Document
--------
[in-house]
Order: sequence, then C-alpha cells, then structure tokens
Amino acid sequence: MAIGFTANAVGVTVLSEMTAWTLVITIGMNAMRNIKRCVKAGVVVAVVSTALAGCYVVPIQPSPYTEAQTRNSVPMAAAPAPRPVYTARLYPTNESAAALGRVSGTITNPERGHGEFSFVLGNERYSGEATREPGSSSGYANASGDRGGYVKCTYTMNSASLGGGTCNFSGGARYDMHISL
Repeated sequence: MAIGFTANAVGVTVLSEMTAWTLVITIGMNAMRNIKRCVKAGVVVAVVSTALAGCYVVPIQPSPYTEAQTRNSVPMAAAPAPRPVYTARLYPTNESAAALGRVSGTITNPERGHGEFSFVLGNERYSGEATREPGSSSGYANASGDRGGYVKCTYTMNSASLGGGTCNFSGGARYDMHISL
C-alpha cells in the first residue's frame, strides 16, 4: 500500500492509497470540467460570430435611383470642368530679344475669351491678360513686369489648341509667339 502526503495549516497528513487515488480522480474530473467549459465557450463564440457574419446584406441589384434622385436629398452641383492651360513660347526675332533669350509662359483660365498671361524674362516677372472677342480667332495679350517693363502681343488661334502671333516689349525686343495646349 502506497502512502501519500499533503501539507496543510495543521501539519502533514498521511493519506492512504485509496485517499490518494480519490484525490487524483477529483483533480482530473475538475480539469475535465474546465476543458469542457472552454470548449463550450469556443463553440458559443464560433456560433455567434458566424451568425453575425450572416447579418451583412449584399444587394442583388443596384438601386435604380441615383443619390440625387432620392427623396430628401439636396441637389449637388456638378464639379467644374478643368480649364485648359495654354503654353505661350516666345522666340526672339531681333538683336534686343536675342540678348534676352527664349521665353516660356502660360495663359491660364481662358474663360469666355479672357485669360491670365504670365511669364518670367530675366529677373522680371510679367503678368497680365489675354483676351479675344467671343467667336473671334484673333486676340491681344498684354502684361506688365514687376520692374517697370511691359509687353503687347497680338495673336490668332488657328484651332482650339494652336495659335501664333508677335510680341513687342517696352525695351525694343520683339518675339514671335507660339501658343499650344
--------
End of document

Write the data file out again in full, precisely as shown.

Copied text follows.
[in-house]
Order: sequence, then C-alpha cells, then structure tokens
Amino acid sequence: MAIGFTANAVGVTVLSEMTAWTLVITIGMNAMRNIKRCVKAGVVVAVVSTALAGCYVVPIQPSPYTEAQTRNSVPMAAAPAPRPVYTARLYPTNESAAALGRVSGTITNPERGHGEFSFVLGNERYSGEATREPGSSSGYANASGDRGGYVKCTYTMNSASLGGGTCNFSGGARYDMHISL
Repeated sequence: MAIGFTANAVGVTVLSEMTAWTLVITIGMNAMRNIKRCVKAGVVVAVVSTALAGCYVVPIQPSPYTEAQTRNSVPMAAAPAPRPVYTARLYPTNESAAALGRVSGTITNPERGHGEFSFVLGNERYSGEATREPGSSSGYANASGDRGGYVKCTYTMNSASLGGGTCNFSGGARYDMHISL
C-alpha cells in the first residue's frame, strides 16, 4: 500500500492509497470540467460570430435611383470642368530679344475669351491678360513686369489648341509667339 502526503495549516497528513487515488480522480474530473467549459465557450463564440457574419446584406441589384434622385436629398452641383492651360513660347526675332533669350509662359483660365498671361524674362516677372472677342480667332495679350517693363502681343488661334502671333516689349525686343495646349 502506497502512502501519500499533503501539507496543510495543521501539519502533514498521511493519506492512504485509496485517499490518494480519490484525490487524483477529483483533480482530473475538475480539469475535465474546465476543458469542457472552454470548449463550450469556443463553440458559443464560433456560433455567434458566424451568425453575425450572416447579418451583412449584399444587394442583388443596384438601386435604380441615383443619390440625387432620392427623396430628401439636396441637389449637388456638378464639379467644374478643368480649364485648359495654354503654353505661350516666345522666340526672339531681333538683336534686343536675342540678348534676352527664349521665353516660356502660360495663359491660364481662358474663360469666355479672357485669360491670365504670365511669364518670367530675366529677373522680371510679367503678368497680365489675354483676351479675344467671343467667336473671334484673333486676340491681344498684354502684361506688365514687376520692374517697370511691359509687353503687347497680338495673336490668332488657328484651332482650339494652336495659335501664333508677335510680341513687342517696352525695351525694343520683339518675339514671335507660339501658343499650344